10 ski resorts that keep their branding cool

Alex Bigman

While we often cover design trends on a larger scale, it’s always fun to dig deeper into particular industries. In the past we’ve explored airlines and famous museums, for example. Now, in the spirit of the season – at least in the Northern Hemisphere – we’re turning a creative eye to ski resort branding.

Like many services, ski resorts are 20th (or even 19th) century institutions, tasked with adapting to the marketing requirements of the new millennium. They also tend to occupy a luxury market, with a lot of status to maintain or prove. This leads to a strong emphasis on design and some truly sleek, innovative websites have emerged as a result.

We combed through quite a lot and came up with a tentative top 10. As always, we begin with the best.

1. St. Anton Arlberg, Austria

st. anton

A gorgeous color palette and clean design, complemented by smart typefaces. The icons look great and are a sensible choice for a site with international traffic, though we must say, it is not always clear what they mean. The cookie notice up top is an elegant and much-appreciated decision.

2. Squaw Valley, California, USA

squaw valley

An extremely clean, modern-looking (read: flat) design that clearly took a page from the latest iOS handbook. The page is bright, legible, and inviting. The logo is elegant but nothing special. The site’s only real danger is that it comes perhaps too close to the corporate appearance of, say, an airline.

Screen Shot 2015-01-12 at 10.22.37 PM

In any case, it makes up for it with nicely chosen photographs and sleek icons. We’d get on their jet.

3. Cortina Dolomiti, Italy

Cortina Dolomiti

Clearly a bold departure from the usual formula. The site uses strong typeface and striking colors, beautiful icons and a timelessly retro logo. The image is perhaps more entertainment than sporting-oriented, but in any case it is a refreshing bit of fun that—excuse the term—pops against the stark black background.

4. Zermatt Matterhorn, Switzerland

zermatt

At first glance, the site is pretty straightforward. The logo could use an update and some of the icons bear a similarly hokey, dated look. Once you start scrolling, however, the design really kicks into gear.

zermatt2

Appropriately enough, the site uses a “snowfall” approach to reveal a cascade of striking, intelligently paired images like the ones shown above.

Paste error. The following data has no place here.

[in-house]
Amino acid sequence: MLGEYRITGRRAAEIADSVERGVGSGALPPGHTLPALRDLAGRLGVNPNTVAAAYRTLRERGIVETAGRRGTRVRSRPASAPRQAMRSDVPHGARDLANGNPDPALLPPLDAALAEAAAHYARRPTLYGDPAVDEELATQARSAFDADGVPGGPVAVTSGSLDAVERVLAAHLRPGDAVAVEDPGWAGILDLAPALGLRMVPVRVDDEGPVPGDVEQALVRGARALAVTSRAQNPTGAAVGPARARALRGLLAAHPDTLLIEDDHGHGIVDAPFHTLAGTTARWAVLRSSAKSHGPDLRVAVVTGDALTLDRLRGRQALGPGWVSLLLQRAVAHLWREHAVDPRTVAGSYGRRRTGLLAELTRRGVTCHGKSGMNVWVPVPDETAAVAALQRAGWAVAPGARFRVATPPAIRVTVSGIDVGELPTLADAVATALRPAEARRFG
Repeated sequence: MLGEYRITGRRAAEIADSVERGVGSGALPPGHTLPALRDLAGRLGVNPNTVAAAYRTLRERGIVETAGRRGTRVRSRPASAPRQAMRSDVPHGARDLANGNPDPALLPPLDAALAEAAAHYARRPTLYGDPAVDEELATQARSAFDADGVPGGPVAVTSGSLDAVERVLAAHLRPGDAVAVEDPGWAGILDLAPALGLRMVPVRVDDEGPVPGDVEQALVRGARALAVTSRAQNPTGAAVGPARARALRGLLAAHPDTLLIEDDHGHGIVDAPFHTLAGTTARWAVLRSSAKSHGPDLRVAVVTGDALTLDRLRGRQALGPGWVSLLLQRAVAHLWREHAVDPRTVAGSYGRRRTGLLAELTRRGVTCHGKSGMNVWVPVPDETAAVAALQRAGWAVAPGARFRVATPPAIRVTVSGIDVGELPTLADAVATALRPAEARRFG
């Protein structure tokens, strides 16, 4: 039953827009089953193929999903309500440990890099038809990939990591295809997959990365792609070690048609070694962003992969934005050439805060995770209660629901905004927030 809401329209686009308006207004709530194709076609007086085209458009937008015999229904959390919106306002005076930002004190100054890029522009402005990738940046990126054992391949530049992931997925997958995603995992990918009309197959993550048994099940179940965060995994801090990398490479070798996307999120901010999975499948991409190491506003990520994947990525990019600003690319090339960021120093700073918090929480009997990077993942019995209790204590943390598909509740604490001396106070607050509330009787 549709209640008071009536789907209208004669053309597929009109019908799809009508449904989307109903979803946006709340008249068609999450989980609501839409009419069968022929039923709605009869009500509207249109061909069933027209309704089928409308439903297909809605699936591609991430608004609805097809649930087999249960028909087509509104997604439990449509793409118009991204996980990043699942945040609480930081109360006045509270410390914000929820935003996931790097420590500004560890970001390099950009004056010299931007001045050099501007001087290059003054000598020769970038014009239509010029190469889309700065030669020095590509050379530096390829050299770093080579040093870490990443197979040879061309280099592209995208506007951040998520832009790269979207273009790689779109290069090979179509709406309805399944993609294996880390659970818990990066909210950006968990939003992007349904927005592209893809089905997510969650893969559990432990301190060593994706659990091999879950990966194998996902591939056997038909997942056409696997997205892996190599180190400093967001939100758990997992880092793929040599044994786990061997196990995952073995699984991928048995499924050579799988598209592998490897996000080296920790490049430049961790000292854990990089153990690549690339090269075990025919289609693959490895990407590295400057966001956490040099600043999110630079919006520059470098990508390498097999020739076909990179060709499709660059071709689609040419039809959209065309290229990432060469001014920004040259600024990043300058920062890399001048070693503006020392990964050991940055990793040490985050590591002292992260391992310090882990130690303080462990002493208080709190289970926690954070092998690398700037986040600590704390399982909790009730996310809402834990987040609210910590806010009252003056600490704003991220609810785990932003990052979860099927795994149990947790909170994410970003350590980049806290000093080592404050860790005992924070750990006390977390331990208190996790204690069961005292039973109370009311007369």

5. Telluride, Colorado, USA

telluride

The logo here also leaves something to be desired. The typeface used elsewhere on the site is of a substantially higher grade, and the earthy brown tones bring the opulent destination back down to earth. The site was also the only one we encountered to incorporate video—an impressive high-definition montage that would give anyone the urge to hit the slopes.

6. Carinthia Mount Snow, Vermont, USA

carinthia

The site has its issues: the grey palette is a bit dark, causing the overcast skies in the framed photographs to appear more bleak than sporting. There is also a weird hover zoom feature. The site gets a lot of points, however, for being clean and simple, using good typefaces and, above all, sporting a unique look. This is a small resort that was probably on a budget, and they did a lot with it.

7. Aspen Snowmass, Colorado, USA

aspen snowmass

The use of color is cheerful and dynamic, if somewhat of an odd match for the industry. The logo employs a nice typeface, but one that is perhaps too bold for the rather effeminate symbol.

Screen Shot 2015-01-12 at 7.45.39 PM

The resort gets a special nod for its “Our Story” page, which sports pared-down elegance and definitely deserves a spot in the Top 10.

8. Deer Valley, Utah, USA

deer valley

A straightforward logo, but nicely done. The “book now” widget looks good, despite its use of faux wood grain. The site’s background gains texture through the use of a subtle wave pattern. Perhaps the site’s smartest element, however, is its set of custom weather icons.

9. Arapahoe, Colorado, USA

Arapahoe Basin

This logo will likely appear timeless to some, conservative to others. To be sure, the angular, monochrome symbol would be very much at home in the 1960s or 70s—but that’s not to say it’s out of date. The website itself is not particularly exciting, but it is clean and effective.

10. Copper Mountain, Colorado, USA

Copper Mountain

This logo’s symbol is pretty funky, but we think it works. The typeface, however, does not. The website as a whole is somewhat cluttered and unwieldy, but it has an ace in the hole…

sherpa

Namely, the resort gets points for being the only one we looked at that developed an app, called Sherpa, to help guide visitors while they are on the mountain. The app itself is beautiful and would serve as a great example for the website itself.

What do you think is important in ski resort branding? Share in the comments!

The author

Alex Bigman
Alex Bigman

Alex contributes from New York City on topics ranging from branding and typography to the history of design.

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